In the run-up to Jeff Koons's first New York museum solo, opening this month at the Whitney Museum of American Art (June 27-Oct. 19), A.i.A. offers some of our writers' observations on the artist from the archives. Here, an excerpt from Peter Schjeldahl's feature article on Documenta 9, from our September 1992 issue.

A specter haunted Belgian impresario Jan Hoet's Documenta 9. It was a perky Scottie dog surfaced with growing flowers and nearly 40 feet high, a sculpture by Jeff Koons. The fragrant pooch, sitting with tongue out, greeted the world from the open courtyard of an 18th-century palace in the town of Arolsen, about 20 miles from Kassel, as part of a show organized by Veit Loers in his time off from serving as director of Kassel's Fridericianum Museum (the main building for Documenta).

Koons imbued Puppy, as it was forthrightly titled, with sculptural finesse far beyond the gimcrackery of the Rose-Bowl-parade floats it might recall. It was extremely grand. Deployed on a subtly off-kilter axis with the palace, the blooming animal tantalized and eluded the grasp of comprehension from any distance or angle. To dislike it, in its presence, was not possible.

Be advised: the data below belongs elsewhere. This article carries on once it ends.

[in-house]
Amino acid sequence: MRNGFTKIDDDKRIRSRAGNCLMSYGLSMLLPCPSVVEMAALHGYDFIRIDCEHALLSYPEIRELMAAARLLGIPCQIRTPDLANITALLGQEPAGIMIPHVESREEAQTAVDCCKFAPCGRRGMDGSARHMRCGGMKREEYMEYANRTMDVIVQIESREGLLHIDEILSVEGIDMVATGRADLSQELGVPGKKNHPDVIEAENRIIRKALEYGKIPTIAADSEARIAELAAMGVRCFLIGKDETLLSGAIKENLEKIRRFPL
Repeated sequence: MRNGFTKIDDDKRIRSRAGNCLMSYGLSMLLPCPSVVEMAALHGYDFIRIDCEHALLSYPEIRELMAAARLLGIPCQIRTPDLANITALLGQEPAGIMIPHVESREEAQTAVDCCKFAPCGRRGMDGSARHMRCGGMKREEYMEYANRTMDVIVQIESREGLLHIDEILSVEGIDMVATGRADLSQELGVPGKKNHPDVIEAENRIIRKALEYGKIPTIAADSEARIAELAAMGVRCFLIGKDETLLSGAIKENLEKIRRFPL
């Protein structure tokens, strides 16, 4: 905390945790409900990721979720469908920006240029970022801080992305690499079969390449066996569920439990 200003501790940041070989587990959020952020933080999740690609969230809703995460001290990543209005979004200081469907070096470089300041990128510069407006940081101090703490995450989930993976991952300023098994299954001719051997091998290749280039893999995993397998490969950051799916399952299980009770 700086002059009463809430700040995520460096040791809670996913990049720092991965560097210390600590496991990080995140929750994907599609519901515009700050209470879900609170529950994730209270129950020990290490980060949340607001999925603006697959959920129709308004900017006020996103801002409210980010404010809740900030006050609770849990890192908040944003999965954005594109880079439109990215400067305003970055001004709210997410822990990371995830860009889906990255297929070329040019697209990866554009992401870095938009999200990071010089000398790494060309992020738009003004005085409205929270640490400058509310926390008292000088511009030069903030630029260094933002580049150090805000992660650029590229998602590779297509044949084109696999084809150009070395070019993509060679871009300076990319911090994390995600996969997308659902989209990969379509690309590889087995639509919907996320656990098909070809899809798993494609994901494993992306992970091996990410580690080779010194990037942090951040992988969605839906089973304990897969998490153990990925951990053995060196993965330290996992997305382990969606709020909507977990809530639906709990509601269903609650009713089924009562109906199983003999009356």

While I stood beside it taking botanical notes (in case you care, the variegated flowers, rooted in sacks of potting soil and used like paints to limn the dog's coat, included impatiens, marigolds, begonias and daisies), a group of severely disabled children in wheelchairs arrived, wide-eyed with delight. It struck me as a weirdly but thoroughly successful piece of political art. This being Koons, the politics in question are neo- or faux-royalist.

Materialized noblesse oblige, Puppy radiated the benevolence of privilege, condescending-in the word's old, positive sense-to folks of all conceivable tastes and classes, in one seamless package providing esthetic sophistication for sophisticates, innocent joy for the naive and vulgar jollies for the vulgar. It should have been in Documenta fronting the Fridericianum, where it would have both called the bluff and upped the ante of a more evasively condescending game played by Hoet. (It would have replaced as Documenta's sculptural logo a huge Jonathan Borofsky of a man striding skyward on a metal tube, a work advertising transcendences that the exhibition was helpless to deliver.) As it was, for those who visited Koons's beast bountiful, Hoet's show is apt to go down in memory as the Documenta of the Dog.